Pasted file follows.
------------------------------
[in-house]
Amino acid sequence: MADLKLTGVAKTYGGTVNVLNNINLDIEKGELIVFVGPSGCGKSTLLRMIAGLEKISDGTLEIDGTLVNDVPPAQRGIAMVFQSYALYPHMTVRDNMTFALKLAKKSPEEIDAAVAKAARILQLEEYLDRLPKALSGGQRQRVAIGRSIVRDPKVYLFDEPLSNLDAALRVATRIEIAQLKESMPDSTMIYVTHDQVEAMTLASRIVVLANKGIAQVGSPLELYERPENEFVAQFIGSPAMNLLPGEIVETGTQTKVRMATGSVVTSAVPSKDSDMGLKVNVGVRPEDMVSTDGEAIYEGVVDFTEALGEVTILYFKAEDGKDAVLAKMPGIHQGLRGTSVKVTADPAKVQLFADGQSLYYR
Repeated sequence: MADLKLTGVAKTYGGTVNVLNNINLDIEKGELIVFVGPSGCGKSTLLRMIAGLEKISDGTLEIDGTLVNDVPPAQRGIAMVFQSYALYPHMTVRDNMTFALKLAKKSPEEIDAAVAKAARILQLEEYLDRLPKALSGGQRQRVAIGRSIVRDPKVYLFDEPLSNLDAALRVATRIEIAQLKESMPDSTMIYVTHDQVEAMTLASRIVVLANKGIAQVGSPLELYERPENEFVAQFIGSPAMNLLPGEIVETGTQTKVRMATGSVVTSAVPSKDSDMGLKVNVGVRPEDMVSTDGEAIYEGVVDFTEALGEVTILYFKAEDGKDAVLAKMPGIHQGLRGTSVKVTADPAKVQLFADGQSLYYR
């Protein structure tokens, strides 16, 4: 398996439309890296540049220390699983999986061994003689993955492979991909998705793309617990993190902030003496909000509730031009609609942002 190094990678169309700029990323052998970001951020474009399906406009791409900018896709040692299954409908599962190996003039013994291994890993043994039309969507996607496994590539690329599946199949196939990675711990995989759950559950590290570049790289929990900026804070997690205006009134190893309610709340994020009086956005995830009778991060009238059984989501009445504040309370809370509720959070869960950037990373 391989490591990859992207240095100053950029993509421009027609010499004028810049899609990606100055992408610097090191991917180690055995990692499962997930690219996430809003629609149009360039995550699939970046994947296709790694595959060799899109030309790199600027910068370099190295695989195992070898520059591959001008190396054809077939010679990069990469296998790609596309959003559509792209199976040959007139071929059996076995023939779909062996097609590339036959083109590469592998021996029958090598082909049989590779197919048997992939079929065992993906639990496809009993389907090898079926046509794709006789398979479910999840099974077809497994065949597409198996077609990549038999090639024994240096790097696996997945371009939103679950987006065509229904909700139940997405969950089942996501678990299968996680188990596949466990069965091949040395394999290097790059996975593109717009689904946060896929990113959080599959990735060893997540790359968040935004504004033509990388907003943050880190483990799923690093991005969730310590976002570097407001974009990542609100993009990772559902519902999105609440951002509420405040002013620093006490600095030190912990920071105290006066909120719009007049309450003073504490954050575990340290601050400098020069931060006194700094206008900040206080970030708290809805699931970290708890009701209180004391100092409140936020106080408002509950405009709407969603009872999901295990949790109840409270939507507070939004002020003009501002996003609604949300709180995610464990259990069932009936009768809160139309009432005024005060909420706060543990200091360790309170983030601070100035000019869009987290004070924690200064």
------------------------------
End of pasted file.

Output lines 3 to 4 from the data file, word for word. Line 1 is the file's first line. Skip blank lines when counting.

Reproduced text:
Repeated sequence: MADLKLTGVAKTYGGTVNVLNNINLDIEKGELIVFVGPSGCGKSTLLRMIAGLEKISDGTLEIDGTLVNDVPPAQRGIAMVFQSYALYPHMTVRDNMTFALKLAKKSPEEIDAAVAKAARILQLEEYLDRLPKALSGGQRQRVAIGRSIVRDPKVYLFDEPLSNLDAALRVATRIEIAQLKESMPDSTMIYVTHDQVEAMTLASRIVVLANKGIAQVGSPLELYERPENEFVAQFIGSPAMNLLPGEIVETGTQTKVRMATGSVVTSAVPSKDSDMGLKVNVGVRPEDMVSTDGEAIYEGVVDFTEALGEVTILYFKAEDGKDAVLAKMPGIHQGLRGTSVKVTADPAKVQLFADGQSLYYR
């Protein structure tokens, strides 16, 4: 398996439309890296540049220390699983999986061994003689993955492979991909998705793309617990993190902030003496909000509730031009609609942002 190094990678169309700029990323052998970001951020474009399906406009791409900018896709040692299954409908599962190996003039013994291994890993043994039309969507996607496994590539690329599946199949196939990675711990995989759950559950590290570049790289929990900026804070997690205006009134190893309610709340994020009086956005995830009778991060009238059984989501009445504040309370809370509720959070869960950037990373 391989490591990859992207240095100053950029993509421009027609010499004028810049899609990606100055992408610097090191991917180690055995990692499962997930690219996430809003629609149009360039995550699939970046994947296709790694595959060799899109030309790199600027910068370099190295695989195992070898520059591959001008190396054809077939010679990069990469296998790609596309959003559509792209199976040959007139071929059996076995023939779909062996097609590339036959083109590469592998021996029958090598082909049989590779197919048997992939079929065992993906639990496809009993389907090898079926046509794709006789398979479910999840099974077809497994065949597409198996077609990549038999090639024994240096790097696996997945371009939103679950987006065509229904909700139940997405969950089942996501678990299968996680188990596949466990069965091949040395394999290097790059996975593109717009689904946060896929990113959080599959990735060893997540790359968040935004504004033509990388907003943050880190483990799923690093991005969730310590976002570097407001974009990542609100993009990772559902519902999105609440951002509420405040002013620093006490600095030190912990920071105290006066909120719009007049309450003073504490954050575990340290601050400098020069931060006194700094206008900040206080970030708290809805699931970290708890009701209180004391100092409140936020106080408002509950405009709407969603009872999901295990949790109840409270939507507070939004002020003009501002996003609604949300709180995610464990259990069932009936009768809160139309009432005024005060909420706060543990200091360790309170983030601070100035000019869009987290004070924690200064």